Europe is paying a high price for its dependency on Russian gas. The Kremlin, seemingly in retaliation for being hit with sanctions after invading Ukraine, has been steadily cutting off supply of this crucial substance used to heat homes, generate electricity, and power industry, leading energy bills across Europe to become very expensive.
- Before the war, 40% of Europe's gas came from Russia.
- Russia, seemingly in retaliation for being hit with sanctions, is now cutting off that supply.
- Supply is tightening while demand continues to rise, causing gas and electricity prices, which are linked in Europe, to rocket.
- This situation threatens to throw an already delicate European economy into a deep recession.
The European Union (EU) imports about 90% of the gas it consumes, with Russia responsible for about 45% of this. Access to cheap Russian gas, which feeds directly into Europe via various pipelines, was a favorable arrangement for many years. Then, in May, Russian state-owned company Gazprom, the owner of these pipelines, began turning the taps off.
Politicians, businesses, the stock market, and households got particularly spooked in early September when the key Nord Stream 1 pipeline, which stretches 1,200 kilometers (745 miles) under the Baltic Sea and historically supplied about one-third of the gas exported by Russia to Europe, was shut down indefinitely because of, according to Gazprom, malfunctions and a faulty turbine.
A lot of pundits aren't buying that. Many outside of Russia believe that the repair stories are lies and that the country is in fact purposely cutting supplies to get back at Europe for hitting it with sanctions after it invaded Ukraine.
Siemens Energy, which produces gas turbines, claimed that the reported reason for closing the pipeline is false as "such leaks do not normally affect the operation of a turbine and can be sealed on site." EU President Ursula von der Leyen has also voiced her skepticism, writing on
Twitter that "Putin is using energy as a weapon by cutting supply and manipulating our energy markets."
Before the war, 40% of Europe's gas came from Russia. Now, following supply cuts, that figure is down to 9%.
How Is the Russian Pipeline Freeze Affecting European Energy Prices?
When there is not enough of something to satisfy demand, prices generally tend to rise.
Demand has been rocketing due to weather conditions—cold winters, hot summers, and less wind—as well as the reopening of countries following COVID-19 lockdowns. And rather than ramping up supply to meet these needs, the opposite has happened.
Supply was already being tightened by maintenance work on gas infrastructure in Norway. Now Europe is also having to deal with its largest energy supplier closing its taps, prompting greater shortages and prices to climb even further.
Gas Prices Dictate Electricity Prices
These unfavorable supply-demand dynamics aren't just affecting the price of gas but the entire energy market. In Europe, the wholesale electricity price is set by the most expensive power plant called on to meet demand on any given day. In other words, cheaper renewable energy is sold at the same price as more expensive fossil fuel-based power, and gas-fired power stations are dictating energy prices.
TTF natural gas futures, the European benchmark, traded at about €200 per megawatt hour at the time of writing this article, having peaked at $350 in August. Markets have been extremely volatile since midway through 2021. Before then, TTF natural gas futures were fairly stable, trading around the €20 mark for at least a decade.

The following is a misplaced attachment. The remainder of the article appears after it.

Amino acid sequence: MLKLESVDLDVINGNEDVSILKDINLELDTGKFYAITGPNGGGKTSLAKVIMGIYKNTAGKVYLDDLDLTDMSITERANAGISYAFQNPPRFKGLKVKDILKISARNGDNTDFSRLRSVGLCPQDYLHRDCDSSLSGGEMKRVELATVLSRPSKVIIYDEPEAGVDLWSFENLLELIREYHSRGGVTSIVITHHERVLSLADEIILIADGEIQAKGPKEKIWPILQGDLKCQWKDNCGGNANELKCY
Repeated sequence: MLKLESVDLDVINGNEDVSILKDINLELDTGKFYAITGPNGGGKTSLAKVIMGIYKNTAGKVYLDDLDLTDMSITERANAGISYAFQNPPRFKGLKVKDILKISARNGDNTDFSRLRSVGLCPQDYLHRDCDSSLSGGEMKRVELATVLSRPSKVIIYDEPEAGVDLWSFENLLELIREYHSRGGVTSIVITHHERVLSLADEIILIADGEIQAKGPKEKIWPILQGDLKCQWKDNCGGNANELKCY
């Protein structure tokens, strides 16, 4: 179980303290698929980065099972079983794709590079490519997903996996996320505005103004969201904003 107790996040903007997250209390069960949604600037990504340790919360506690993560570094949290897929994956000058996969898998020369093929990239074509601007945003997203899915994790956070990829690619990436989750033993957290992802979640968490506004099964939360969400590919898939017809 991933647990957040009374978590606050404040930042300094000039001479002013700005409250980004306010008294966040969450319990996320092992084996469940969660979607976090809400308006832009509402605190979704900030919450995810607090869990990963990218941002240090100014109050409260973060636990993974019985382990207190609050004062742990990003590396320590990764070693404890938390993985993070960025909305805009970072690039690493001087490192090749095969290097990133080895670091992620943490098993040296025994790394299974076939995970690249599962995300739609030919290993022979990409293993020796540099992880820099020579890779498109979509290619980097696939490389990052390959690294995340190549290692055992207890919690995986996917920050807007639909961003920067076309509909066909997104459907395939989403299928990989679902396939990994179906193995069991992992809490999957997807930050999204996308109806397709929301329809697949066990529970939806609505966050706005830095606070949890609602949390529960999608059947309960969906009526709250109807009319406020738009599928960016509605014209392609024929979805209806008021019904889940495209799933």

Russia's reduced distribution of natural gas affects everyone as it tightens global supply and increases competition for alternative solutions.
What's the Outlook?
Politicians across Europe have been scrambling to come up with ways to manage the energy crisis. Desperate times call for desperate measures, with unprecedented interventions including price caps, energy rationing, and windfall taxes on profits all being explored.
These proposals, though somewhat controversial, led the price of TTF natural gas futures to retreat from its August peak, as did reassuring signs that countries across the continent have been building up decent reserves. Still, it's hard to be optimistic. With winter around the corner and the prospect of Russia cutting off the remaining streams of gas it supplies to Europe very likely, additional volatility and price spikes should be expected.
A continuation or worsening of current prices would spell doom for European households and businesses. Barring a massive intervention or change of heart by Moscow, Europe could be on the brink of blackouts, unheated homes, shuttered industry, and a deep recession.
How Much Does Europe Depend on Russian Energy?
The EU imports 90% of its gas consumption, with Russia responsible for about 45% of total imports.
Which Countries Depend on Russian Gas?
Dependency on Russian gas varies by nation. The likes of North Macedonia, Bosnia and Herzegovina, Moldova, Finland, and Latvia are very dependent, whereas Ireland, for example, uses none of it all.
Can the U.S. Supply Gas to Europe?
Yes, but only in limited quantities. The U.S. has been supplying record amounts of gas to Europe. This alternative isn't without problems, though. Apparently, the U.S. is already producing at full capacity, and getting the gas transported to the right destinations is complicated due to insufficient infrastructure. This is because, to get from the U.S. to Europe, gas must be made into liquid natural gas, which requires specialized cold storage equipment to store and transport.
The Bottom Line
Russia supplied a large portion of Europe's gas for many years, which provides both heat and electricity to much of Europe. After sanctions were imposed on Russia due to its invasion of Ukraine, Russia began limiting the amount of gas it sent to Europe. This has sent prices of gas and electricity soaring across the continent.